For the region, there are ETFs targeting Brazil, Mexico, Chile, Peru and now Colombia. Most people recognize that Brazil and Mexico have the largest economist in the region. Perhaps less known is the fact that Colombia’s GDP is larger than Chile’s and twice the size of Peru’s.

My perceptions of Colombia were, like those of most people, quite negative.  And there are good historical reasons for this. But the country has made tremendous progress over the last decade. If you fly into Bogota or Medellín, you find that it is a safer place than say Mexico City or many other places in Latin America.

Colombia is much more developed than most people realize. It has a population of over 40 million people. A lot of displaced talent returned to Colombia following the dramatic improvement in security. And because of the lack of foreign investment historically, most of the businesses remain in Colombian hands. This compares to a country like Argentina, which has a fairly large economy, but whose equity capital market is rather small because most of the large businesses, be it the airlines or oil companies, are owned by foreign companies.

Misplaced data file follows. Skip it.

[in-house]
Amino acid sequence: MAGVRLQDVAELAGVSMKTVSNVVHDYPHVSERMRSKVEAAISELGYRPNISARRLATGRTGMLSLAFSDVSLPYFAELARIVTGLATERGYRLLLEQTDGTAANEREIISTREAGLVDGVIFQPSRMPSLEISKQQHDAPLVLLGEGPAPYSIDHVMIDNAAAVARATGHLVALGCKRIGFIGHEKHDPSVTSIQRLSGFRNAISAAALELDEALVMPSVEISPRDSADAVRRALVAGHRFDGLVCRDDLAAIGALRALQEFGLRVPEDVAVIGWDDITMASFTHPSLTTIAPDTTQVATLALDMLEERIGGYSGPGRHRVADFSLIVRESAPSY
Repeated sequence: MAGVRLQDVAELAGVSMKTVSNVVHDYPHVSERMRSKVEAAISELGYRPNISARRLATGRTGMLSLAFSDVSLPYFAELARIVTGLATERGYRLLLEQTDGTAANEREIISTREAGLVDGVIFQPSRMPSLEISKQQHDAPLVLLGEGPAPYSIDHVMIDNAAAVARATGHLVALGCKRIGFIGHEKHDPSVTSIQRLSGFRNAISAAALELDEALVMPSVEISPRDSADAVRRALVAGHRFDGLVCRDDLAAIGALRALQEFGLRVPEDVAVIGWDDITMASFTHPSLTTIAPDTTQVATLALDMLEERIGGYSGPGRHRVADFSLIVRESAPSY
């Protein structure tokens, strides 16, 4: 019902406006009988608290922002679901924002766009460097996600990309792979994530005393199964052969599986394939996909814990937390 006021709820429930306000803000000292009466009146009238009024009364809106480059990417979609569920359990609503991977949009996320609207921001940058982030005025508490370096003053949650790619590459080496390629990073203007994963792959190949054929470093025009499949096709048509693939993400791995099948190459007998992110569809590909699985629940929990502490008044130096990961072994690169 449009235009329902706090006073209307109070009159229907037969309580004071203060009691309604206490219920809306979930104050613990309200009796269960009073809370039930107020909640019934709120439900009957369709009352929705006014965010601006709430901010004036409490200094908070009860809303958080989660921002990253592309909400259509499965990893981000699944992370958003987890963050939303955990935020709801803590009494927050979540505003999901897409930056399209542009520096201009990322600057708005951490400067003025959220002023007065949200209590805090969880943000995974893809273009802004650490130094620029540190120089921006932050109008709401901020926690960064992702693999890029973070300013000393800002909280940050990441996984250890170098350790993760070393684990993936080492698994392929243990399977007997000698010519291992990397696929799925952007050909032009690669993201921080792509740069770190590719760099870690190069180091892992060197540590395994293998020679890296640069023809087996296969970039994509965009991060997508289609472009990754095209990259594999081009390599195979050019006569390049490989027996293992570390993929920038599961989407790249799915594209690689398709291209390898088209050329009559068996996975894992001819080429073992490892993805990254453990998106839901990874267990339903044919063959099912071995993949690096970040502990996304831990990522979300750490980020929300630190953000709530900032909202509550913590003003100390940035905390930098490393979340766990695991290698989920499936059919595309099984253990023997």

Colombia also has a fairly diversified economy, with financials, oil, a production economy, and a consumer economy. And it is a great diversifying agent to an U.S. or even Latin American portfolio: its correlation with Latin America is only about 35%. Moreover, the volatility of the Colombian stock market over the last 3 years has been lower than the volatility of the S&P 500.

ETFdb: Some very interesting products and insights. Thanks for taking the time to speak with ETF Database!